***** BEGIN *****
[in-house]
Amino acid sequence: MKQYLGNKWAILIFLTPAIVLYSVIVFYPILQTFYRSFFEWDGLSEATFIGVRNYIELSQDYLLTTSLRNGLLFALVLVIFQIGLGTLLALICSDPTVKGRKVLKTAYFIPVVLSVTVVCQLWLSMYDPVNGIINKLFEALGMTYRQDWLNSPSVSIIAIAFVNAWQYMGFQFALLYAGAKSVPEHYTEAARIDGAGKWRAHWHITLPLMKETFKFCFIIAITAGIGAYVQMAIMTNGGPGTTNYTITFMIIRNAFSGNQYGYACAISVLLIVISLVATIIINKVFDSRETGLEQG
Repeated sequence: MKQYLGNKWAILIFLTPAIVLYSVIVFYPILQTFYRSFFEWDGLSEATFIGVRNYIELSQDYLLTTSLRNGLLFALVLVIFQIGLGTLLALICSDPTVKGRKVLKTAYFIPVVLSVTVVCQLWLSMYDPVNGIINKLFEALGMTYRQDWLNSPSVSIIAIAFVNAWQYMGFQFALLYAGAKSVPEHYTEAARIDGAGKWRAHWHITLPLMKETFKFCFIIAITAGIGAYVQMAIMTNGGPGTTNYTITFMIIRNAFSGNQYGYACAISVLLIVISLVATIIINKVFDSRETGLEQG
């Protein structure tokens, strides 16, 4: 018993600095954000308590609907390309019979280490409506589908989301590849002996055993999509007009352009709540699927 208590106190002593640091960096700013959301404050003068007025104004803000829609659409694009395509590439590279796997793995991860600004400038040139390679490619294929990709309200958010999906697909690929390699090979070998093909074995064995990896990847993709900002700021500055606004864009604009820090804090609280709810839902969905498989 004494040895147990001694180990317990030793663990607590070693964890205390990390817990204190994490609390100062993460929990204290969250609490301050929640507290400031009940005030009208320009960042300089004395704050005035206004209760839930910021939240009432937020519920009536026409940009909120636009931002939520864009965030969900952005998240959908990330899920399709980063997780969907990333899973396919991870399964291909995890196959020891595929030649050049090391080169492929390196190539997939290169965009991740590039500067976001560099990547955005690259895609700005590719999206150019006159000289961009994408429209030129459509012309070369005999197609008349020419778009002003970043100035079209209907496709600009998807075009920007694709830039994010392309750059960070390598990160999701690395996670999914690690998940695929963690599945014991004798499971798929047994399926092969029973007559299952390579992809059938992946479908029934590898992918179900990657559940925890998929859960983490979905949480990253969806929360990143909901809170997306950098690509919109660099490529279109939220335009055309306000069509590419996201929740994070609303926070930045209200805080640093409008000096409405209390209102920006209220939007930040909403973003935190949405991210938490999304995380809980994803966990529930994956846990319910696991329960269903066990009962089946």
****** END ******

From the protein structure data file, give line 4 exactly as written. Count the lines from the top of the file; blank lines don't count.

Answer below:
């Protein structure tokens, strides 16, 4: 018993600095954000308590609907390309019979280490409506589908989301590849002996055993999509007009352009709540699927 208590106190002593640091960096700013959301404050003068007025104004803000829609659409694009395509590439590279796997793995991860600004400038040139390679490619294929990709309200958010999906697909690929390699090979070998093909074995064995990896990847993709900002700021500055606004864009604009820090804090609280709810839902969905498989 004494040895147990001694180990317990030793663990607590070693964890205390990390817990204190994490609390100062993460929990204290969250609490301050929640507290400031009940005030009208320009960042300089004395704050005035206004209760839930910021939240009432937020519920009536026409940009909120636009931002939520864009965030969900952005998240959908990330899920399709980063997780969907990333899973396919991870399964291909995890196959020891595929030649050049090391080169492929390196190539997939290169965009991740590039500067976001560099990547955005690259895609700005590719999206150019006159000289961009994408429209030129459509012309070369005999197609008349020419778009002003970043100035079209209907496709600009998807075009920007694709830039994010392309750059960070390598990160999701690395996670999914690690998940695929963690599945014991004798499971798929047994399926092969029973007559299952390579992809059938992946479908029934590898992918179900990657559940925890998929859960983490979905949480990253969806929360990143909901809170997306950098690509919109660099490529279109939220335009055309306000069509590419996201929740994070609303926070930045209200805080640093409008000096409405209390209102920006209220939007930040909403973003935190949405991210938490999304995380809980994803966990529930994956846990319910696991329960269903066990009962089946």